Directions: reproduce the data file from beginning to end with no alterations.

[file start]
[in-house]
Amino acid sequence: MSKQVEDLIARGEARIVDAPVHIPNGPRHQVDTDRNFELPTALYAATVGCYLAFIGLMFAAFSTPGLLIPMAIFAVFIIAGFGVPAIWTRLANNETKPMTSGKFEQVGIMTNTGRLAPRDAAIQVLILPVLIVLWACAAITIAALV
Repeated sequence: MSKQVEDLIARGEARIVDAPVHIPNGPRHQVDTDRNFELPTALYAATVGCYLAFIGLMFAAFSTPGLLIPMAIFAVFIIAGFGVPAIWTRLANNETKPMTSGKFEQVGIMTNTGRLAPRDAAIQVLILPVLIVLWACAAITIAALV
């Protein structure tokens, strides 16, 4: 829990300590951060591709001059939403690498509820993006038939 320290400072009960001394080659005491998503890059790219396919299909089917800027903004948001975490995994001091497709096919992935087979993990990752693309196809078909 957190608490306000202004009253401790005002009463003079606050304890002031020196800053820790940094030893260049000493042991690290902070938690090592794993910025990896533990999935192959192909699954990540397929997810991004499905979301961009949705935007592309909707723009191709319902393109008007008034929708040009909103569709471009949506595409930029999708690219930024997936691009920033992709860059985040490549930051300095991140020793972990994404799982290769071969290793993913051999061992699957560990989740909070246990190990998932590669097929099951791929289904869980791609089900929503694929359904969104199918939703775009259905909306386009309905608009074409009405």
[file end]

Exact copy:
[in-house]
Amino acid sequence: MSKQVEDLIARGEARIVDAPVHIPNGPRHQVDTDRNFELPTALYAATVGCYLAFIGLMFAAFSTPGLLIPMAIFAVFIIAGFGVPAIWTRLANNETKPMTSGKFEQVGIMTNTGRLAPRDAAIQVLILPVLIVLWACAAITIAALV
Repeated sequence: MSKQVEDLIARGEARIVDAPVHIPNGPRHQVDTDRNFELPTALYAATVGCYLAFIGLMFAAFSTPGLLIPMAIFAVFIIAGFGVPAIWTRLANNETKPMTSGKFEQVGIMTNTGRLAPRDAAIQVLILPVLIVLWACAAITIAALV
């Protein structure tokens, strides 16, 4: 829990300590951060591709001059939403690498509820993006038939 320290400072009960001394080659005491998503890059790219396919299909089917800027903004948001975490995994001091497709096919992935087979993990990752693309196809078909 957190608490306000202004009253401790005002009463003079606050304890002031020196800053820790940094030893260049000493042991690290902070938690090592794993910025990896533990999935192959192909699954990540397929997810991004499905979301961009949705935007592309909707723009191709319902393109008007008034929708040009909103569709471009949506595409930029999708690219930024997936691009920033992709860059985040490549930051300095991140020793972990994404799982290769071969290793993913051999061992699957560990989740909070246990190990998932590669097929099951791929289904869980791609089900929503694929359904969104199918939703775009259905909306386009309905608009074409009405």